How to do a four-fingered turnaround

(And not collapse the distal knuckle of your middle finger.)

Three things:

  1. Your left hand knuckles will need to be slightly more horizontal and your right hand knuckles slightly more vertical.  Not much, but a titch.
  2. Keep the long bones of your hand aligned with the long bones of your arm.  This will allow the tendons to function without impediment.  Breaking that line is fatal (on both harp and piano).  Given #1, this is why you need to keep your elbows up.
  3. When you reach out with the ring finger, keep it curved or else the middle finger knuckle will lose every ounce of firmness and collapse.  Those two fingers share a tendon; they either curve together or they collapse together.  To keep the middle finger curved and firm at the knuckle, the ring finger must be curved as well.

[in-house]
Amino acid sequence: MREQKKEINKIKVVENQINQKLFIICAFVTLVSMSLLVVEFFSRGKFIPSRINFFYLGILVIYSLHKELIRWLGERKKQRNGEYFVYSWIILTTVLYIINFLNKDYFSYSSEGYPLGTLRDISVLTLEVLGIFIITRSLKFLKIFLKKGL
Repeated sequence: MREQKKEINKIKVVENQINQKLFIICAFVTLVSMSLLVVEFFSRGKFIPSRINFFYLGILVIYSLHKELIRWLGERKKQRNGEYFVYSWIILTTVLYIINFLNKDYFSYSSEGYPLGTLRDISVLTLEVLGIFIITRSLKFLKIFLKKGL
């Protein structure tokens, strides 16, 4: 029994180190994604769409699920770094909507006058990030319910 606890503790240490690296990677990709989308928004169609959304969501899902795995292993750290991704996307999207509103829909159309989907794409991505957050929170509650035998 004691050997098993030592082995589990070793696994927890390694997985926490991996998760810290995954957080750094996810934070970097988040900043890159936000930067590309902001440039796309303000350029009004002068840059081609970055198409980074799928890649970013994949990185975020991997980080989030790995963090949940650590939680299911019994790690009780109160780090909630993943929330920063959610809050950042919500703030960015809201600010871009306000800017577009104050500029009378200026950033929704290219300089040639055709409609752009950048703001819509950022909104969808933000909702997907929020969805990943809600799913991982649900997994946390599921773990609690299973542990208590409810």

All of these things work together.  A year after getting my harp, I can do four-fingered turnarounds (although not quickly) without pain or difficulty.  These three points made it possible, and they took me a year of stubborn analysis to work out.


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